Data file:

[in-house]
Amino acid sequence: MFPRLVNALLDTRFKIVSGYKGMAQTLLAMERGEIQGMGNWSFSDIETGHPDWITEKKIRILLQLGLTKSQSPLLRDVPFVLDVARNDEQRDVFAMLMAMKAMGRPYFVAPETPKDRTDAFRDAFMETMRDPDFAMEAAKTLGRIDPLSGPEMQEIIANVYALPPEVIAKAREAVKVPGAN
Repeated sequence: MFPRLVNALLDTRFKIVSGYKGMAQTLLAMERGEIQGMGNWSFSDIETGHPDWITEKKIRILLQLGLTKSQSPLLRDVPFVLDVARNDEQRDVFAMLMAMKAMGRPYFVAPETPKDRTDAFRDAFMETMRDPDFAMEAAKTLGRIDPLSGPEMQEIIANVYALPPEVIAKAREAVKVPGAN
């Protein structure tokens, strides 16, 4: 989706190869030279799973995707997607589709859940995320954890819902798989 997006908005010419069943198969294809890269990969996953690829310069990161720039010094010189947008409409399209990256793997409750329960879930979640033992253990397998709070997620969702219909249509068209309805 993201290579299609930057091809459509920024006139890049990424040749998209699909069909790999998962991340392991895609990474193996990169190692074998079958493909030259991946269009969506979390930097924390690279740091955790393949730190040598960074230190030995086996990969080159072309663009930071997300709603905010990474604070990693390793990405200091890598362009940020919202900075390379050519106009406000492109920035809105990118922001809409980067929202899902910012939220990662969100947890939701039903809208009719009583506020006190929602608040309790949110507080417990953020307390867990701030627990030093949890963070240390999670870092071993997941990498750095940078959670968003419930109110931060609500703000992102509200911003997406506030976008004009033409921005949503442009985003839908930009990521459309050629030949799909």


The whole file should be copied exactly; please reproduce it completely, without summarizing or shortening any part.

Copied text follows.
[in-house]
Amino acid sequence: MFPRLVNALLDTRFKIVSGYKGMAQTLLAMERGEIQGMGNWSFSDIETGHPDWITEKKIRILLQLGLTKSQSPLLRDVPFVLDVARNDEQRDVFAMLMAMKAMGRPYFVAPETPKDRTDAFRDAFMETMRDPDFAMEAAKTLGRIDPLSGPEMQEIIANVYALPPEVIAKAREAVKVPGAN
Repeated sequence: MFPRLVNALLDTRFKIVSGYKGMAQTLLAMERGEIQGMGNWSFSDIETGHPDWITEKKIRILLQLGLTKSQSPLLRDVPFVLDVARNDEQRDVFAMLMAMKAMGRPYFVAPETPKDRTDAFRDAFMETMRDPDFAMEAAKTLGRIDPLSGPEMQEIIANVYALPPEVIAKAREAVKVPGAN
């Protein structure tokens, strides 16, 4: 989706190869030279799973995707997607589709859940995320954890819902798989 997006908005010419069943198969294809890269990969996953690829310069990161720039010094010189947008409409399209990256793997409750329960879930979640033992253990397998709070997620969702219909249509068209309805 993201290579299609930057091809459509920024006139890049990424040749998209699909069909790999998962991340392991895609990474193996990169190692074998079958493909030259991946269009969506979390930097924390690279740091955790393949730190040598960074230190030995086996990969080159072309663009930071997300709603905010990474604070990693390793990405200091890598362009940020919202900075390379050519106009406000492109920035809105990118922001809409980067929202899902910012939220990662969100947890939701039903809208009719009583506020006190929602608040309790949110507080417990953020307390867990701030627990030093949890963070240390999670870092071993997941990498750095940078959670968003419930109110931060609500703000992102509200911003997406506030976008004009033409921005949503442009985003839908930009990521459309050629030949799909």